The leader of a gang of loan sharks involved in a death that attracted nationwide attention in 2016 has been sentenced to 25 years in prison and had all of his property confiscated. The verdict was announced by a district court in Liaocheng, in eastern China’s Shandong province, on Friday morning after a three-day trial last month.
The members of the crime ring, headed by Wu Xuezhan, were gradually apprehended by police over the course of a year after one of their members was killed while forcibly detaining a woman who owed them money. Fifteen members of the group were convicted of crimes including illegal detention, racketeering, intentional injury, and organized crime, and sentenced to between two and 25 years in prison on Friday.
According to a previous report by The Paper, Sixth Tone’s sister publication, Wu had cultivated an unsavory reputation in the city since 2010: His gang would allegedly collude with local officials to intercept and abduct petitioners on their way to file grievances with higher authorities, harassing and intimidating them in so-called black jails. And in 2015, Wu had his gang threatened a construction company that was competing for a lucrative government project.
But the gang did not fall foul of police until 2016, when one of its members, Du Zhihao, was killed in a high-profile usury case. In April of that year, Du and 10 of his cohorts went to collect a debt from entrepreneur Su Yinxia, who had borrowed 1.35 million yuan ($215,000) from their boss, Wu, at a steep interest rate.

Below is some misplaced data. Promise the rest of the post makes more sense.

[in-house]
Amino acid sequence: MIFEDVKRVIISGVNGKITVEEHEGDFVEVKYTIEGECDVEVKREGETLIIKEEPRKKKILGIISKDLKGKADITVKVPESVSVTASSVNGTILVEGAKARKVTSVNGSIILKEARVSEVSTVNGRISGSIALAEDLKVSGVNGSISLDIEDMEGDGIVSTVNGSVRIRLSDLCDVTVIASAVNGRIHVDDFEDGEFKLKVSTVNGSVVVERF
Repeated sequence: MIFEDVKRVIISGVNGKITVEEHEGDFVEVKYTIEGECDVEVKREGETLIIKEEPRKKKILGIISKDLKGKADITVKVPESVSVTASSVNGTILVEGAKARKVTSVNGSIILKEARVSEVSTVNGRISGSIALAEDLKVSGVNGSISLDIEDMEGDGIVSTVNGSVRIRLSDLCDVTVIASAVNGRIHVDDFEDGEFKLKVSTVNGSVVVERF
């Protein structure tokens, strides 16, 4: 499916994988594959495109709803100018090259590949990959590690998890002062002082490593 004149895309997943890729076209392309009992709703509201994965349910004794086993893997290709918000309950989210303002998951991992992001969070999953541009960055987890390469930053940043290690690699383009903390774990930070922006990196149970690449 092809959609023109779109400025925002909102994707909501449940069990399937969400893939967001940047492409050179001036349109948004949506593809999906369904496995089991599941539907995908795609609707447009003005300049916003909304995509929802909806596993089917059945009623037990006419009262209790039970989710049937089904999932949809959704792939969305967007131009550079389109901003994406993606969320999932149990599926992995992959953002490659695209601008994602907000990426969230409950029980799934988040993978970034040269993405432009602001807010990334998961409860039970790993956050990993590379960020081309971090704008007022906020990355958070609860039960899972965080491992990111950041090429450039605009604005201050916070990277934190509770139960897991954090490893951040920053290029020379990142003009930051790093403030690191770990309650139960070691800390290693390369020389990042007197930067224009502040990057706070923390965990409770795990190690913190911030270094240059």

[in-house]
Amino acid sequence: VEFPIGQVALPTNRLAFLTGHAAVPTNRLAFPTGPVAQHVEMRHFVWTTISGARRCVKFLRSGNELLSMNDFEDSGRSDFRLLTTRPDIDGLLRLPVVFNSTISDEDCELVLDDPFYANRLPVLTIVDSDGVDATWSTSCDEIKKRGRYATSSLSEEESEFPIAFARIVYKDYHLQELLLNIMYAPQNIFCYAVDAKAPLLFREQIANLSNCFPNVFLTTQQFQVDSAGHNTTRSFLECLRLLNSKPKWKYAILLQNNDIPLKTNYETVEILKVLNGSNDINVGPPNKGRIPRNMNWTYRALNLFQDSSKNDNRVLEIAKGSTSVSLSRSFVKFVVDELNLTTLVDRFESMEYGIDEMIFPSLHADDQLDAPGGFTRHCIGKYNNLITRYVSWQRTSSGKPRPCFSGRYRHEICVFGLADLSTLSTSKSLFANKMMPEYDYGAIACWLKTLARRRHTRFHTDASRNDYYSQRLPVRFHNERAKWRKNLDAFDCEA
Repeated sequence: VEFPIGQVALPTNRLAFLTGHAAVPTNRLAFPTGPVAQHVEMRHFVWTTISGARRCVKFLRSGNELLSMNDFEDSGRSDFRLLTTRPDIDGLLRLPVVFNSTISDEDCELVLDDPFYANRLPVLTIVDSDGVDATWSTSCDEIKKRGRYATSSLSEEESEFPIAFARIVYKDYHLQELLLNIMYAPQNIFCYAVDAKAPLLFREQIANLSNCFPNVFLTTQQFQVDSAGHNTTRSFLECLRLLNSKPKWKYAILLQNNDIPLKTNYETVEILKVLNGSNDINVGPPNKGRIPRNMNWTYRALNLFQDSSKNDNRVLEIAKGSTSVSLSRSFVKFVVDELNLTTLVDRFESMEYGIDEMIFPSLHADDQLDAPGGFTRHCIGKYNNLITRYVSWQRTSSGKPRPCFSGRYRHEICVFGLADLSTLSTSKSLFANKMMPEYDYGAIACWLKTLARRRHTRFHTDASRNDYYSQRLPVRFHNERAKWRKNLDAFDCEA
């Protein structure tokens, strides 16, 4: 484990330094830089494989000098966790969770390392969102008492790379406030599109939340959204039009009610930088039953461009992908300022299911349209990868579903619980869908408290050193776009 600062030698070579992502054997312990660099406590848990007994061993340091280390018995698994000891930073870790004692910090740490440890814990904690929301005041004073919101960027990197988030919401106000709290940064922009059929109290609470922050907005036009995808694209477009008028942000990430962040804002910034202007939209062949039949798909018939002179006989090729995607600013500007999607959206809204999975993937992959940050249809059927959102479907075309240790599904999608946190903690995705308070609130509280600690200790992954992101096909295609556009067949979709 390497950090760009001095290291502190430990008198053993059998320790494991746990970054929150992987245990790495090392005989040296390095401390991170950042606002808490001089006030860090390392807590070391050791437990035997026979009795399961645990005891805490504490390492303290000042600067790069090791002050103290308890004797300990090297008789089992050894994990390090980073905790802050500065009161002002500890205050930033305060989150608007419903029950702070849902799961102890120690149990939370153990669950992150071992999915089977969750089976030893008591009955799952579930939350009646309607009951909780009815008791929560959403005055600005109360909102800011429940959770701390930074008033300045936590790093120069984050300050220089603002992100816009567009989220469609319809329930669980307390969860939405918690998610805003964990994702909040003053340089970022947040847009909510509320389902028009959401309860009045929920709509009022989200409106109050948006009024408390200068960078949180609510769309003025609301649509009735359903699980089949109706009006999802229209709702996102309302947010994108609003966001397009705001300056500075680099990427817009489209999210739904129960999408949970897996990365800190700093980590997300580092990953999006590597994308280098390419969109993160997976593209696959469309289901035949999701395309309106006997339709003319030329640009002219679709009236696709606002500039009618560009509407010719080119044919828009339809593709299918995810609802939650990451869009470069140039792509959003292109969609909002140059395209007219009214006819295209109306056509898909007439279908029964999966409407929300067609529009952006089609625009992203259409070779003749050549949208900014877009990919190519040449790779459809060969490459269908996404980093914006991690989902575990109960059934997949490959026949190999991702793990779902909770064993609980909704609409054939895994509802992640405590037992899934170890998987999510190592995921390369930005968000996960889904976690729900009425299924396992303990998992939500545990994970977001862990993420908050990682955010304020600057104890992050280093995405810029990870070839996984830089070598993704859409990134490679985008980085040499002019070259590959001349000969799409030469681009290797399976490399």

The gangsters had detained Su and her then-22-year-old son, Yu Huan, when he came to check on his mother at her office. The men beat and berated Su, at various points forcing a shoe into her mouth and exposing their genitals. One of Su’s employees called the police, but the officers who turned up left mere minutes after surveying the disturbing scene. Agitated by the officers’ abrupt departure, Yu grabbed a fruit knife and lashed out at the gang, stabbing Du and two others. Du later died at a hospital.
In February 2017, the Liaocheng Intermediate People’s Court sentenced Yu to life in prison for the crime of intentional injury, but the verdict was questioned the following month by an investigative report in Southern Weekly, an influential newspaper. Online, too, netizens have criticized the court’s decision, saying Yu was only trying to protect his mother, and accused the officers who left the scene of being negligent in their duties — though a court later absolved them of blame.
After Yu appealed his life sentence, the Shandong High People’s Court in June 2017 reduced his term to just five years. Two of the three officers called to Su’s office were eventually fired.
Yu is currently serving his jail sentence. Along with his mother, he has filed civil suits against Wu and his gang, demanding that Wu and another creditor return 134,000 yuan in interest collected and property seized. In an interview with China National Radio before the most recent verdict was announced, Yin Qingli, Su’s lawyer, said that more than any claims for damages, what his client and her son really wanted from Wu’s gang was an apology.
In its ruling on Friday, however, the district court made no specific reference to Su and Yu’s claims.
The usury case and its messy aftermath have precipitated a wider central government campaign to clean up organized crime and the corrupt officials who collude with gangs like Wu’s. In a notice released in January, the State Council and the Central Committee of the Communist Party vowed to weed out anyone in power offering an umbrella of protection to mafia-like groups.
Editor: David Paulk.
(Header image: Police stand guard outside the high people’s court in Jinan, Shandong province, May 27, 2017. Luo Bo/IC)